Welcome to the Long Cane ARP Church Web Site!



And Isaac digged again
the wells of water, which they had
digged in the days of Abraham his
father; ... and he called their names
after the names by which his father
had called them. (Gen. 26:18)


But whosoever drinketh of the
water that I shall give him shall
never thirst; but the water that I
shall give him shall be in him a
well of water springing up into
everlasting life. (John 4:14)



   The congregation of the historic Long Cane ARP Church is pleased to welcome visitors to this site. We invite you to learn more about us in these pages. We offer the same Reformed doctrine and friendly Christian  atmosphere that has been practiced on this spot for over 230 years. For those of you who are already connected to us in some way, we urge you to come visit sometime; we are still here. As for the rest of you, we welcome visitors to join us for worship and fellowship in a relaxed, rural setting.
   As Isaac in the Scripture quote above, we expect to find life-giving water in the same place our fathers did. We value the simple Scriptural faith of the original congregation and continue to worship "in spirit and in truth" as they did since before the American Revolution.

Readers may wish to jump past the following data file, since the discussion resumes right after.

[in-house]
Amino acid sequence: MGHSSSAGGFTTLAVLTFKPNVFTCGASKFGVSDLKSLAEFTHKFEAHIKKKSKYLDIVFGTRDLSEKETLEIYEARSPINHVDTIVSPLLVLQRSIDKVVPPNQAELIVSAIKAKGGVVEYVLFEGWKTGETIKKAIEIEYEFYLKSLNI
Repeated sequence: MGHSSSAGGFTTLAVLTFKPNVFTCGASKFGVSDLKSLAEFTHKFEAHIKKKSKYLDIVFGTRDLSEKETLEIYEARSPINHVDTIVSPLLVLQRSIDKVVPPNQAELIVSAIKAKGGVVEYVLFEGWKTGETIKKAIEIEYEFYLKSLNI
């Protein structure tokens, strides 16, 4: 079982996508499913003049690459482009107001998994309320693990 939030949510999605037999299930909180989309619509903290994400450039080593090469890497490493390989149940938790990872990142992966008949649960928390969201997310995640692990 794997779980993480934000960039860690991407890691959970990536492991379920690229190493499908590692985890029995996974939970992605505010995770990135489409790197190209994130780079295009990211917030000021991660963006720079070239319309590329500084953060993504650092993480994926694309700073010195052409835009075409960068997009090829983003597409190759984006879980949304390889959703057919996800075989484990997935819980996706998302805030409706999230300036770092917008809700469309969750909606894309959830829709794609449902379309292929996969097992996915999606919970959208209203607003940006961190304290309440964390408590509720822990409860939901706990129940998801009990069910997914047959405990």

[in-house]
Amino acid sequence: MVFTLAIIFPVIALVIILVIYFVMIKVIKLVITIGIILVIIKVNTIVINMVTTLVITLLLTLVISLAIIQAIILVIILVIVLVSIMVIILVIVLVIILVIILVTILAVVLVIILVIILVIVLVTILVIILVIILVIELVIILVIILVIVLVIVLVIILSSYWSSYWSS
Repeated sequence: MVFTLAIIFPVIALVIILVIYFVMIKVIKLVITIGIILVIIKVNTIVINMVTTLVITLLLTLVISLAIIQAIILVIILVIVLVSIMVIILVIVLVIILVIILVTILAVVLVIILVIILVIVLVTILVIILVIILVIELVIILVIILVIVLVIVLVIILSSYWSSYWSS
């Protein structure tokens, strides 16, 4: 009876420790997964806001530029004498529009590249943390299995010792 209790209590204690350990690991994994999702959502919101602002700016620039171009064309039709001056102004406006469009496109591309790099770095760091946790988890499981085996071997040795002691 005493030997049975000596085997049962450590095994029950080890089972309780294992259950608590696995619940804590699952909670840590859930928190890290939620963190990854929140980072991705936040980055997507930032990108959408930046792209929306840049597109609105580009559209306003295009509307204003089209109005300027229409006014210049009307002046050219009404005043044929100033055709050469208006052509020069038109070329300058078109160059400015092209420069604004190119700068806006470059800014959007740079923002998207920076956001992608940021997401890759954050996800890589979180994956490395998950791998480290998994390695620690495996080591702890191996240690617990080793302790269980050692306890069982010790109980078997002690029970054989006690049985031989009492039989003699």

These Irish Presbyterians of Scottish decent emigrated to America in 1764; with their pastor, elders and communicants, never missing services, even on the ship during the voyage. They are one of the few documented cases of an entire congregation relocating to America in this fashion. Most of the group settled in Salem, New York, but a significant portion came directly to the Long Cane area and organized themselves about 1771. Rev. Thomas Clark, M. D., their pastor at Ballybay, in Ireland, moved south to join them permanently in 1782. 
   Located in the center of a thickly settled community during the early nineteenth century, Long Cane and nearby Cedar Springs had over 500 members and were the largest congregation in the area. Significant migration from Long Cane to westward states like Ohio, Illinois, Indiana and Texas began circa 1820 and continued for many years. The descendants of this congregation are probably to be found in every state.

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